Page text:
by Taylor Zavala
The University Star hosted a debate between Place 5 and Place 6 candidates for San Marcos City Council.
Candidates for Place 5 include Scott Gregson and Frank Arredondo. Candidates for Place 6 include Melissa Derrick and incumbent Shane Scott.
Questions directed at all four candidates ranged through a variety of topics, including the role Texas State University plays in the growth of San Marcos, concerns that could arise regarding City infrastructure due to the rapid growth of San Marcos, how the development of Cape’s Camp impacted surrounding areas and how candidates plan to preserve the natural environment that surrounds the City.
Though all candidates made a point in responses to remain respectful to their opponents, it was apparent that the competition between all four candidates is very much alive.
The debate began with questions being directed to Place 5 candidates Gregson and Arredondo, where Gregson made a splash regarding the impact of University growth being intertwined with San Marcos. He compared the relationship between the the University and the City, saying “Basically you’re our guests here. We’re your hosts. There is a relationship that we have here. I’m very pleased to see the University grow, I think that we have some growing pains that we’re suffering together, but I think we can get through those with our comprehensive master plan, I think we have a way through to make sure we have a symbiotic relationship to the existing community and the University.” Arredondo also agreed that new students bring new enthusiasm to the community, as well as revenue the City needs, and believes appreciation needs to be stressed to maintain the services that they give, saying “I think that the balance there, and the way to do this, is communicate more with the University, and the City, and the County, and the school district, so we can all work together and guide the growth that the business community goes, the new business opportunities as well as where housing for students will take place.”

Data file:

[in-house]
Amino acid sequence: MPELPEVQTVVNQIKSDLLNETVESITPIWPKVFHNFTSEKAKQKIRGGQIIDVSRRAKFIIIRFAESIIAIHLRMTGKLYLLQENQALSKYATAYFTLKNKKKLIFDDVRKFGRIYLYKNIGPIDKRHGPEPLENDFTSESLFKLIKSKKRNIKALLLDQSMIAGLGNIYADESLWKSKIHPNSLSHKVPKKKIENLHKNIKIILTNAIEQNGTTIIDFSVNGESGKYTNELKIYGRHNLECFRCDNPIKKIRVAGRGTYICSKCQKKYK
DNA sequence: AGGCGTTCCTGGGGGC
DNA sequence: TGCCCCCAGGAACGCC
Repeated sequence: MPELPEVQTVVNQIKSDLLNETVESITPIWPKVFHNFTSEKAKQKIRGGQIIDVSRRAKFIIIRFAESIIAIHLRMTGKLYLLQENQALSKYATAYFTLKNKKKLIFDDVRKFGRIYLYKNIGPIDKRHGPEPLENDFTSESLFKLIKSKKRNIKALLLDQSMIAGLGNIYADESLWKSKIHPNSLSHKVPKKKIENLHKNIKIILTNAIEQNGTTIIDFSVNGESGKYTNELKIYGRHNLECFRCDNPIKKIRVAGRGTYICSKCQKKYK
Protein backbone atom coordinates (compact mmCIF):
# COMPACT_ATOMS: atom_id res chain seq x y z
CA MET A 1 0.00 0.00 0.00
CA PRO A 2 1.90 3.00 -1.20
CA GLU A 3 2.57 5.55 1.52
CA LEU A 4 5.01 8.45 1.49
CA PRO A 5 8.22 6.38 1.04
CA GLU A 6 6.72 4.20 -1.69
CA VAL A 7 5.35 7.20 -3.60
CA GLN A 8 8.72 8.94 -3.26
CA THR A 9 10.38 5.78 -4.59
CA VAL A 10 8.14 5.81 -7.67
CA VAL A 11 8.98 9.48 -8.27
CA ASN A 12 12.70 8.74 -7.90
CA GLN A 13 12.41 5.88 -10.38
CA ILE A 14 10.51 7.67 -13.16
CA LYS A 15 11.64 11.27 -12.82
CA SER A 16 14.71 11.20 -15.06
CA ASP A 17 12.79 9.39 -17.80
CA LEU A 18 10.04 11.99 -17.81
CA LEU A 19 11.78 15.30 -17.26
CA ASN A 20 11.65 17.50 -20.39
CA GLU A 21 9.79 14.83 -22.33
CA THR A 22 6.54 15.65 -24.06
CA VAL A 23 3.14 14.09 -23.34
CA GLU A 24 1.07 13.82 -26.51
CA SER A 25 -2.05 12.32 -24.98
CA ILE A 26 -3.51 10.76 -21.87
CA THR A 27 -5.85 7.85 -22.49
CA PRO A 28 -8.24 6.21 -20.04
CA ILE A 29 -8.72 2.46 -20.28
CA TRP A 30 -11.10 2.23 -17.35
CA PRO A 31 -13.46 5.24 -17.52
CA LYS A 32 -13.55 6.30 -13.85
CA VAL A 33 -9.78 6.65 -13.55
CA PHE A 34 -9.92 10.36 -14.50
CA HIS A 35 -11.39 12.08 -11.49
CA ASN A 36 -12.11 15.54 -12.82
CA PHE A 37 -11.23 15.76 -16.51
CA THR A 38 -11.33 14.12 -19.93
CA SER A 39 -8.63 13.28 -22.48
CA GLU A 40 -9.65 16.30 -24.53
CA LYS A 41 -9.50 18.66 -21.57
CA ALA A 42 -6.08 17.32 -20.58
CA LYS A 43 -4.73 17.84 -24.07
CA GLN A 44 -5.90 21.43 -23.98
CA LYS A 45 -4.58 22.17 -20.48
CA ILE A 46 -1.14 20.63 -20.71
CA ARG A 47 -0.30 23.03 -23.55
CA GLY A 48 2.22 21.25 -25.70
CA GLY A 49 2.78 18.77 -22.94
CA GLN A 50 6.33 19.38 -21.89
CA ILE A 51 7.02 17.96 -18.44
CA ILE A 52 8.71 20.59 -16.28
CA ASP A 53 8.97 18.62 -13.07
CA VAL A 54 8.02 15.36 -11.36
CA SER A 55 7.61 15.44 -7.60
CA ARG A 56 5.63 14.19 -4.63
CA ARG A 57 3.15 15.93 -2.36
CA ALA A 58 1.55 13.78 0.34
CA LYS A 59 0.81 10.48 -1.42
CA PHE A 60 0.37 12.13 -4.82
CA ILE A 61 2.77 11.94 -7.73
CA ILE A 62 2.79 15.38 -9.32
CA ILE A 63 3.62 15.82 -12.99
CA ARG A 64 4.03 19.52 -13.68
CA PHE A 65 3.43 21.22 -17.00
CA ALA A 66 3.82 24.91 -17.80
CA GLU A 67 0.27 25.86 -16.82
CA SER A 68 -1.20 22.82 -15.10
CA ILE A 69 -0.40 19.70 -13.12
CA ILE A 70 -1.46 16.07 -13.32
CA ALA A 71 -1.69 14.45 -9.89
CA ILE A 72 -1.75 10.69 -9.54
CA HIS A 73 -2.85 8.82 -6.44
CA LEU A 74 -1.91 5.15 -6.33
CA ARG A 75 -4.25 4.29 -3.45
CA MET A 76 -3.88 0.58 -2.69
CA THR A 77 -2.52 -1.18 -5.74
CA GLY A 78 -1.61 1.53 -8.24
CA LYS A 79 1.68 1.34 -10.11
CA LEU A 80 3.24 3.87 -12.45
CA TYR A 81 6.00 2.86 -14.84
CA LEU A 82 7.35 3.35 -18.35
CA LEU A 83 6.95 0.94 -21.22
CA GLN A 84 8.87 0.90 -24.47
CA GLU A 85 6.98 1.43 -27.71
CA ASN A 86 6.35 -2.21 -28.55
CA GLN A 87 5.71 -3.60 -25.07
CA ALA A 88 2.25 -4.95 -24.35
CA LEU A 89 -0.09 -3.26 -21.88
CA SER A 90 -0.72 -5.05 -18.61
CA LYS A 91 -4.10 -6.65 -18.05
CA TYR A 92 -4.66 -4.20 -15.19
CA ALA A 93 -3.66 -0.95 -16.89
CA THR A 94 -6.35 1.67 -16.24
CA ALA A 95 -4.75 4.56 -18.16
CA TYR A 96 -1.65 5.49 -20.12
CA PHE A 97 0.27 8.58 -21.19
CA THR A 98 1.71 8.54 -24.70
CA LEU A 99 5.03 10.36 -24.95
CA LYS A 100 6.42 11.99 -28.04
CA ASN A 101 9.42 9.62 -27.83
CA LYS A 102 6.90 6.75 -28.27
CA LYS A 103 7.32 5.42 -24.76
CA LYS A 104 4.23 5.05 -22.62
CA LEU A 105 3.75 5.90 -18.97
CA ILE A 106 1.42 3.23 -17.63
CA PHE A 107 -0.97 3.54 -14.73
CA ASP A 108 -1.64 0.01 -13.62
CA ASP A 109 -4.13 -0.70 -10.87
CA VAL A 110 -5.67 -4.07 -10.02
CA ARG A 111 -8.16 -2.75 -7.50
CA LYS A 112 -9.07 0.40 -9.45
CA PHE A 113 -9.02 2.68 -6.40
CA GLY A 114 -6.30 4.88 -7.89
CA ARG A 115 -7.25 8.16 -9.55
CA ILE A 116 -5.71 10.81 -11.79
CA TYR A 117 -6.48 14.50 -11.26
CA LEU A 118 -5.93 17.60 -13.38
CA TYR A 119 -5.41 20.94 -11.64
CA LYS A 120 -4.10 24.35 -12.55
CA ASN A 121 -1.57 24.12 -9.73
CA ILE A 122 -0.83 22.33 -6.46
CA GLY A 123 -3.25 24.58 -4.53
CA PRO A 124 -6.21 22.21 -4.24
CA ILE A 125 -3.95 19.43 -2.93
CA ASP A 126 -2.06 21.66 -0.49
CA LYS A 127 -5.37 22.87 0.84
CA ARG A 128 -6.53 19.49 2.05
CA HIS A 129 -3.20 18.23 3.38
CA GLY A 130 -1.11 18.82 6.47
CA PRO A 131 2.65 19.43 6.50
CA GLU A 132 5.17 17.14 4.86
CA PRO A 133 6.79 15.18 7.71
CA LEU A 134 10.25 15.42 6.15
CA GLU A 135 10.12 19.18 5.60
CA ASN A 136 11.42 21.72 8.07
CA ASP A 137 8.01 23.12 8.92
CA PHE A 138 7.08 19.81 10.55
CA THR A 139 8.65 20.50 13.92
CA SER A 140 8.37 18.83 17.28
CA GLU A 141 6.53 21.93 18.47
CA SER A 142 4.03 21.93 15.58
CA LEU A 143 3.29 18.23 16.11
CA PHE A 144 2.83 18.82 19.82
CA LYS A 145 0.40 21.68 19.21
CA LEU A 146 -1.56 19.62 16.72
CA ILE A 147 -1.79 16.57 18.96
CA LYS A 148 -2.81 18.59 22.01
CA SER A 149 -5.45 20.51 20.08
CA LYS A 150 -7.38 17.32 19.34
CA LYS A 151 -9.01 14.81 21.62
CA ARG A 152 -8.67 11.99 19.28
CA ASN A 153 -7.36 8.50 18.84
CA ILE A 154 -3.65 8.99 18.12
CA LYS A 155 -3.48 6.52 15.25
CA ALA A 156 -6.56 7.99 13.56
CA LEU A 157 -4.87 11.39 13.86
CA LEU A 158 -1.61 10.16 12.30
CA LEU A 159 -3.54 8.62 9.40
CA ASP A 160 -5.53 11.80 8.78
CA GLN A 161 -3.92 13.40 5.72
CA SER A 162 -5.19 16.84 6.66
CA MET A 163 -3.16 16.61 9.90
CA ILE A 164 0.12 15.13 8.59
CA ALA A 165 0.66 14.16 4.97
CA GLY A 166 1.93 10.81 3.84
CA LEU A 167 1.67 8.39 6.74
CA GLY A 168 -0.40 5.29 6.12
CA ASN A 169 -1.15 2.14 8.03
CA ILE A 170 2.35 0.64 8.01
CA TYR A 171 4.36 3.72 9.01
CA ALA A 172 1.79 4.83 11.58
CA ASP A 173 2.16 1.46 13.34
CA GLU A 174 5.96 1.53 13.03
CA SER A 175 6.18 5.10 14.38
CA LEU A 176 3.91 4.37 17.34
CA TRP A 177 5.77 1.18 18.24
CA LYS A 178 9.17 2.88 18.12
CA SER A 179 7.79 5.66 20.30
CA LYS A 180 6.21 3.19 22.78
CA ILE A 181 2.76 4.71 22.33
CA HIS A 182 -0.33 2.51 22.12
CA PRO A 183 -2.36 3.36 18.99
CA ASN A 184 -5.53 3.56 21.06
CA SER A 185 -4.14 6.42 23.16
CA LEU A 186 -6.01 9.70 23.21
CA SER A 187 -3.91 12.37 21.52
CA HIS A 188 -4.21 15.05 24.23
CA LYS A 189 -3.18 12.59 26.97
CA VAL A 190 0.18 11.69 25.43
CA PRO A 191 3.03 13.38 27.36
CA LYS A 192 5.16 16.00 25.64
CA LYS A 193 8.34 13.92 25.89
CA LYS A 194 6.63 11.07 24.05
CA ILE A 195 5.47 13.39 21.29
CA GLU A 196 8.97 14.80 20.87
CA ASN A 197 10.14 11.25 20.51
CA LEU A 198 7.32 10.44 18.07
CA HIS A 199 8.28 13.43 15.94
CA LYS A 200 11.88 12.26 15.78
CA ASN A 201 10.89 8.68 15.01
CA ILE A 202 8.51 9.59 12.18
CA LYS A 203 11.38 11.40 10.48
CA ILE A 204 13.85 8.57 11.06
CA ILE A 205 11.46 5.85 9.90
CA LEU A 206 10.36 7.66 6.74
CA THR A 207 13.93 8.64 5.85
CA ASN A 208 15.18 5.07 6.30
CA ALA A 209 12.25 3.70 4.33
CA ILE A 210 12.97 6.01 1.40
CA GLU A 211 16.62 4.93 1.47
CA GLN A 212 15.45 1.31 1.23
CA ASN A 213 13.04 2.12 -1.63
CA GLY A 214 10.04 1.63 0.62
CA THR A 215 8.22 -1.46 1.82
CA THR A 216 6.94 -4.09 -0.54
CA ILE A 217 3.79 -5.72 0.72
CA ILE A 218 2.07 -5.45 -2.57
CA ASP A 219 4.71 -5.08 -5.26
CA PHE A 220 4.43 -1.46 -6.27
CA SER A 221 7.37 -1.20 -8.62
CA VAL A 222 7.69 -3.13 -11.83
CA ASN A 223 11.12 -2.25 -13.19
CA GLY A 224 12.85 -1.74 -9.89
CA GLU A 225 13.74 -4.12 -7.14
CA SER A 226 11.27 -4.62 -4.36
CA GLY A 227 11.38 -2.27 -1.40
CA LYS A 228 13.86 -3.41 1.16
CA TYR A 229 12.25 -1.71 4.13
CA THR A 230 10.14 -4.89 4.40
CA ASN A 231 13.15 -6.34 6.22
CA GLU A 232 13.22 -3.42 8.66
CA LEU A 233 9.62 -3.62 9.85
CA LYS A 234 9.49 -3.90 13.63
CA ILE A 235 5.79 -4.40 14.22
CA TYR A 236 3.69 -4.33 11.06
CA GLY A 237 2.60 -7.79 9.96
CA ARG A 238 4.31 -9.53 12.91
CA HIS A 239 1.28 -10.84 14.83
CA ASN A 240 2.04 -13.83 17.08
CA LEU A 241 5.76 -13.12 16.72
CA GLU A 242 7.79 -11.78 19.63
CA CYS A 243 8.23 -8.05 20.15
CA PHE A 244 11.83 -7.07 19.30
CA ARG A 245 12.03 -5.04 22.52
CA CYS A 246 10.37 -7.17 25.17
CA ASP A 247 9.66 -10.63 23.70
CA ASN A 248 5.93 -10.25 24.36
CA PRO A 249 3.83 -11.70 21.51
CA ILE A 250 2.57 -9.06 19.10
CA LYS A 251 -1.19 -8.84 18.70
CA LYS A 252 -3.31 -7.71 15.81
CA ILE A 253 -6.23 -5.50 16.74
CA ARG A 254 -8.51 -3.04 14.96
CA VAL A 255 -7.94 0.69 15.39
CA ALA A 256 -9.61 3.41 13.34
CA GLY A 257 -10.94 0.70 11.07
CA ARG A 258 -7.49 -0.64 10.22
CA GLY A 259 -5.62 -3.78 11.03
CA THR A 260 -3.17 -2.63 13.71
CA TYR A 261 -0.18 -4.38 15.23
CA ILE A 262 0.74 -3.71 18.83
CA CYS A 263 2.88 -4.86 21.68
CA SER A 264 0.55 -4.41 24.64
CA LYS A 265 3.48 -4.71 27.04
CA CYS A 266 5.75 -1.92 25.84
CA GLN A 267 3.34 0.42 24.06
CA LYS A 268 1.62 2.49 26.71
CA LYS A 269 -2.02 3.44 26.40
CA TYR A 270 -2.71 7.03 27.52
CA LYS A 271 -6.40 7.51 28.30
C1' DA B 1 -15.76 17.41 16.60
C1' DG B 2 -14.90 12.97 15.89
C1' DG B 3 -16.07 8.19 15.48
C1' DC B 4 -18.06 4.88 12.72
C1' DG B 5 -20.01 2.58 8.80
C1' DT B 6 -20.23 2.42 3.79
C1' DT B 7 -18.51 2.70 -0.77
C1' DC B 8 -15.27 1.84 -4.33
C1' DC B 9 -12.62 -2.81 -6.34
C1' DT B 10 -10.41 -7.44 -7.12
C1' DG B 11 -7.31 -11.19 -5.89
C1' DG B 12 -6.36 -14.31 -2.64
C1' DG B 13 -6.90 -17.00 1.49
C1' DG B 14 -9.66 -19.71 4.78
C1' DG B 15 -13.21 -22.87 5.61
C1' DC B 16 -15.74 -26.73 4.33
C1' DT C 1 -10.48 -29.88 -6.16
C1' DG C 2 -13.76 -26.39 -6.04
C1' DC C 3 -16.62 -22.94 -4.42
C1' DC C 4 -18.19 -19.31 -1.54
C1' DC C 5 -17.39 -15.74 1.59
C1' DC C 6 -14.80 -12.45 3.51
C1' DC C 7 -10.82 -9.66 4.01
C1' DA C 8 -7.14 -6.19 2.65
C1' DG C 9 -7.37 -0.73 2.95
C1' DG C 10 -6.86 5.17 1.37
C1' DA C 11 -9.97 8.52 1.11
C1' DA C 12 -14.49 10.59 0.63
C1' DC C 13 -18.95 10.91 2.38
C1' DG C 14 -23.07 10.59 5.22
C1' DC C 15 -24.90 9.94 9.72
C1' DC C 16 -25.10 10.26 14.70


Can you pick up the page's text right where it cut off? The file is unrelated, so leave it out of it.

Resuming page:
Gregson and Arredondo also stressed concerns over how the rapid growth of San Marcos could cause more issues regarding the infrastructure of the City. Gregson described the growth as a major apprehension he has saying “with more people come more needs”, citing the Greater San Marcos Partnership’s research that the people moving to San Marcos have incomes lower than the incomes that are currently available within the San Marcos community. Gregson and Arredondo both agreed that employment is also a large issues within the City, with Arredondo saying he wants to continue the growth San Marcos has seen, citing EPIC Piping and Amazon as major game changers in ensuring employment opportunities and growth.
However, the debate heated up once Place 6 candidates Melissa Derrick and incumbent Shane Scott took the stand for their turn to answer posed questions. Though Derrick and Scott didn’t agree over much, they worked to show how instead of running against one another, they are individuals with similar talking points but differing stances.
A topic that refused to be ignored was the controversy behind the development of the Woods Apartment Complex on Cape’s Camp, and the impacts the development has had on surrounding areas. Derrick used many of the questions directed towards her as moments to inform attendees of her stance that multi-family homes should not be built near single-family neighborhoods, referencing issues she has personally dealt with due to living near college students, and also issues that have been brought to her attention by neighbors of the Woods complex.